Read their paper here.

The Allevi Coaxial Kit

We’re happy to announce the newest addition to our growing library of bioink kits - the Allevi Coxial Kit.

This new bioink kit allows users with an Allevi 2, Allevi 3 or Allevi 6 to mix materials from two syringes during the printing process. This is especially useful when working with materials that require curing catalysts or liquid crosslinking agents (i.e. sodium alginate, calcium chloride, certain silicones, etc).

The ability to mix materials at the nozzle opens up a whole new frontier of materials that you are able to extrude from your Allevi bioprinter. The Coaxial Kit is prepackaged with everything you need to get started out of the box including coaxial tip, tubing, luer lock tip connectors, and custom coaxial gcode.

Our mission here at Allevi is to supply you with best possible bioprinting tools that make it easy to bring your work to life. We are constantly testing new methods, bioinks, and tools in our lab to ensure that we are delivering cutting edge techniques to your bench. Together we are making giant strides in the field of tissue engineering and uncovering new methods that will forever change the way we #buildwithlife. We can’t wait to see what you will build with this one.

Bioprinting in the News: 'Bioprinters Are Churning Out Living Fixes to Broken Spines' By WIRED

Image courtesy of www.wired.com

Image courtesy of www.wired.com

Bioprinters are an essential piece of lab equipment for any scientist, researcher, or doctor that wants to study cells in a relevant way. This is because cells in 3D behave differently than their counterparts studied in a 2D environment; they express more accurate biomarkers and perform more physiologically relevant actions. Bioprinters accelerate the pace of research and allow scientists to find innovative solutions to real world problems.

This awesome article by WIRED profiles a team at UC San Diego that has bioprinted a section of spinal cord that can be custom-fit into a patient’s injury.

It’s awesome to see how bioprinting allows researchers to reliably study the body outside the body. Together, we can change the way we study and treat illness!

Read the full article here.

Allevi Author: 3D‐Printed Sugar Stents to Aid in Surgery

Microvascular anastomosis (or the method of surgically connecting blood vessels) is a common part of many reconstructive and transplant surgical procedures.

There are multiple methods for connecting two veins together including coupling devices, surgical glue, and surgical suturing but each method has it’s downsides; coupling devices can face rejection from the body, glue can introduce contamination or clotting to the vein, and suturing (the most commonly accepted practice) is a delicate and time consuming procedure.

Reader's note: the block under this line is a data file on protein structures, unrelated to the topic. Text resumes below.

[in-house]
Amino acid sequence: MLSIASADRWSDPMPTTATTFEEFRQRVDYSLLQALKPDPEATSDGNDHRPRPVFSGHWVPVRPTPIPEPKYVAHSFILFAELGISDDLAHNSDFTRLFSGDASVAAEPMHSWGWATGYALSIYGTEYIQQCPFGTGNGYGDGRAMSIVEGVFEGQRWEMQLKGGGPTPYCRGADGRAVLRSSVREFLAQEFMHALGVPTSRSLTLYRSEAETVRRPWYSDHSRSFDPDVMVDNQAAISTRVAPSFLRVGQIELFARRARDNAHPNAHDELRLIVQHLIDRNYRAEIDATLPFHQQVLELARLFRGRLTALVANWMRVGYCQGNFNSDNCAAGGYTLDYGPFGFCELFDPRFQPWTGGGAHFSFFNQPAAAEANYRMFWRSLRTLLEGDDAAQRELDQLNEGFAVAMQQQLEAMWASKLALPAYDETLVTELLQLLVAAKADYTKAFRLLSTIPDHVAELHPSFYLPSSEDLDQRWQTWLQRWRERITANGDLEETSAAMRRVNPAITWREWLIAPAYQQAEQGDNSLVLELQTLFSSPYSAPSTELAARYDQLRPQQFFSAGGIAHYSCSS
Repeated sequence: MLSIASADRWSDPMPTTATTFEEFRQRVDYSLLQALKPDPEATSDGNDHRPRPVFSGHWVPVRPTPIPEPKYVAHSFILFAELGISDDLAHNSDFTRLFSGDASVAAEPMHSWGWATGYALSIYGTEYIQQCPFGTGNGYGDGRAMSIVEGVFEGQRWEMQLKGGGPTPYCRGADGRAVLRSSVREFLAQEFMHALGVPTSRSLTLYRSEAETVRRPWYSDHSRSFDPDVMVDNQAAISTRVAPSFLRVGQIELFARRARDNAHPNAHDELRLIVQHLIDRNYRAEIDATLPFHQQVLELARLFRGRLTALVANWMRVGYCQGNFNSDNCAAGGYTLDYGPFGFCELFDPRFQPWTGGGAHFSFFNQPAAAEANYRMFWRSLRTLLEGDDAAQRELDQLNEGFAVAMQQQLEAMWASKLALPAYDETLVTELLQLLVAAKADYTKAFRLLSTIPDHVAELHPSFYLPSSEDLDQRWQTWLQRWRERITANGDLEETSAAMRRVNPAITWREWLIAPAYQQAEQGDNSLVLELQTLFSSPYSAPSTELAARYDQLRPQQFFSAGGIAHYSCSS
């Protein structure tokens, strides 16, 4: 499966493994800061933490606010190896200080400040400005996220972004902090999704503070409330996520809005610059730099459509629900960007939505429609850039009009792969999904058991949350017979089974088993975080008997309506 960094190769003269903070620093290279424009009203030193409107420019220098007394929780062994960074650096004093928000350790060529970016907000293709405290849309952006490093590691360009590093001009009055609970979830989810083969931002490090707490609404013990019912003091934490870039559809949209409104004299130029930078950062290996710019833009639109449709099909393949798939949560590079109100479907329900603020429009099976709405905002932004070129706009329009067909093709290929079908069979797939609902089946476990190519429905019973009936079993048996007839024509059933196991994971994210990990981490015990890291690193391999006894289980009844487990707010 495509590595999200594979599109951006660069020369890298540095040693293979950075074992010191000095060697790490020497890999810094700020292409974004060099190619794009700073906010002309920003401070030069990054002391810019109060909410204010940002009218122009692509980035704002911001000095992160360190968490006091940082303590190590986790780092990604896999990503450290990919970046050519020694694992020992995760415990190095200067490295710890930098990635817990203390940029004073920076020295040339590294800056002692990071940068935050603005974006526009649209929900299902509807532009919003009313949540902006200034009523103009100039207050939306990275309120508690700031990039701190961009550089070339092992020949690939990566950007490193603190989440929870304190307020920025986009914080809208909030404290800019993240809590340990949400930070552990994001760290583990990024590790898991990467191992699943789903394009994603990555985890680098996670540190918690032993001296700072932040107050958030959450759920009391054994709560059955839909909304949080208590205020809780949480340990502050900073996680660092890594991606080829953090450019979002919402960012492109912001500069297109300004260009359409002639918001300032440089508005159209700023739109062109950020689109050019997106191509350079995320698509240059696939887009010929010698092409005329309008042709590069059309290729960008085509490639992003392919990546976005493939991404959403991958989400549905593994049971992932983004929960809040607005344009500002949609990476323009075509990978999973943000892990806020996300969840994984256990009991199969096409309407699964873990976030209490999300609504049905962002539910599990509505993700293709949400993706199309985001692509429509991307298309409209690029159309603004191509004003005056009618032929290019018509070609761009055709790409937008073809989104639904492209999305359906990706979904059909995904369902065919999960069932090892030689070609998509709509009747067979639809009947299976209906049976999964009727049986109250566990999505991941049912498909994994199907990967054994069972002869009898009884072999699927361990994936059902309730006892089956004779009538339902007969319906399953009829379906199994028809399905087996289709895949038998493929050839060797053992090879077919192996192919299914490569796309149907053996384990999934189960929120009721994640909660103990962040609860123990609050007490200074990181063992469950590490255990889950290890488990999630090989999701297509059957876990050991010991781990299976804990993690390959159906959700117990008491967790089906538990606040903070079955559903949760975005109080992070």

suturing blood vessels
 

During the suturing procedure, surgeons are in a race against the clock to quickly connect the veins together to ensure that organs continue to receive proper blood flow. However, blood vessels of differing shapes and sizes can sometimes make this procedure difficult to maneuver in a timely fashion.

 
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In their recent paper titled, “3D‐Printed Sugar‐Based Stents Facilitating Vascular Anastomosis”, researchers at Brigham and Women’s Hospital & The University of Nebraska Lincoln collaborated using an Allevi 2 bioprinter to find a solution to aid in the intricacies surrounding this procedure.

Here, dissolvable sugar‐based stents are 3D printed as an assistive tool for facilitating surgical anastomosis. The non-brittle sugar‐based stent holds the vessels together during the procedure and are dissolved upon the restoration of the blood flow. The incorporation of sodium citrate minimizes the chance of thrombosis, and the dissolution rate of the sugar‐based stent can be tailored between 4 and 8 min.

 
allevi 2 3d bioprinter fabricates sugar stents to aid in surgical procedure
 

3D printing is an ideal method for constructing these stents because you are able to quickly design and create custom geometries to fit the patient’s vessels.

The effectiveness of the printed sugar‐based stent was assessed ex vivo and found to be a fast and reliable fabrication method that can be performed in the operating room.

This new method of aiding surgeons is a game-changer as it is dissolvable, tunable, and completely customizable. In the future, your doctor could quickly print out stents to match your exact vein geometry which would reduce the time spent on the operating table and under anesthesia.

Interested in learning more about this novel technique? You can read the full paper here: https://onlinelibrary.wiley.com/doi/abs/10.1002/adhm.201800702?af=R&